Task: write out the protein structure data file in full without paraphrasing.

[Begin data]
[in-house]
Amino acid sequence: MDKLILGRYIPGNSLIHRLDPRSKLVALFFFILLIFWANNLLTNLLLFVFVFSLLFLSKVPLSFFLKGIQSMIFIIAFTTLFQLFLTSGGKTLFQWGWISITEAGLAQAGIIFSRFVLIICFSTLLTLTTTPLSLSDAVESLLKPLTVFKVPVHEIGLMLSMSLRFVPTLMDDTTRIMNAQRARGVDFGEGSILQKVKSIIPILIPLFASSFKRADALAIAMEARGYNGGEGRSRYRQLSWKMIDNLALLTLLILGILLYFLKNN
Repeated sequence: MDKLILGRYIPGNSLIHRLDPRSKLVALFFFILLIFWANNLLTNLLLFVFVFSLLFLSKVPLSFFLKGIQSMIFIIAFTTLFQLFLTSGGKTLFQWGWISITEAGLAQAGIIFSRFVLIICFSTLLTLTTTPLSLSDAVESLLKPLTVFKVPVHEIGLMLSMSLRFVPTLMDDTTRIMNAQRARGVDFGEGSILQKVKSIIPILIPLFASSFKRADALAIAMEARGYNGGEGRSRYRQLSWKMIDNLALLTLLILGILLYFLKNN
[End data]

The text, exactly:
[in-house]
Amino acid sequence: MDKLILGRYIPGNSLIHRLDPRSKLVALFFFILLIFWANNLLTNLLLFVFVFSLLFLSKVPLSFFLKGIQSMIFIIAFTTLFQLFLTSGGKTLFQWGWISITEAGLAQAGIIFSRFVLIICFSTLLTLTTTPLSLSDAVESLLKPLTVFKVPVHEIGLMLSMSLRFVPTLMDDTTRIMNAQRARGVDFGEGSILQKVKSIIPILIPLFASSFKRADALAIAMEARGYNGGEGRSRYRQLSWKMIDNLALLTLLILGILLYFLKNN
Repeated sequence: MDKLILGRYIPGNSLIHRLDPRSKLVALFFFILLIFWANNLLTNLLLFVFVFSLLFLSKVPLSFFLKGIQSMIFIIAFTTLFQLFLTSGGKTLFQWGWISITEAGLAQAGIIFSRFVLIICFSTLLTLTTTPLSLSDAVESLLKPLTVFKVPVHEIGLMLSMSLRFVPTLMDDTTRIMNAQRARGVDFGEGSILQKVKSIIPILIPLFASSFKRADALAIAMEARGYNGGEGRSRYRQLSWKMIDNLALLTLLILGILLYFLKNN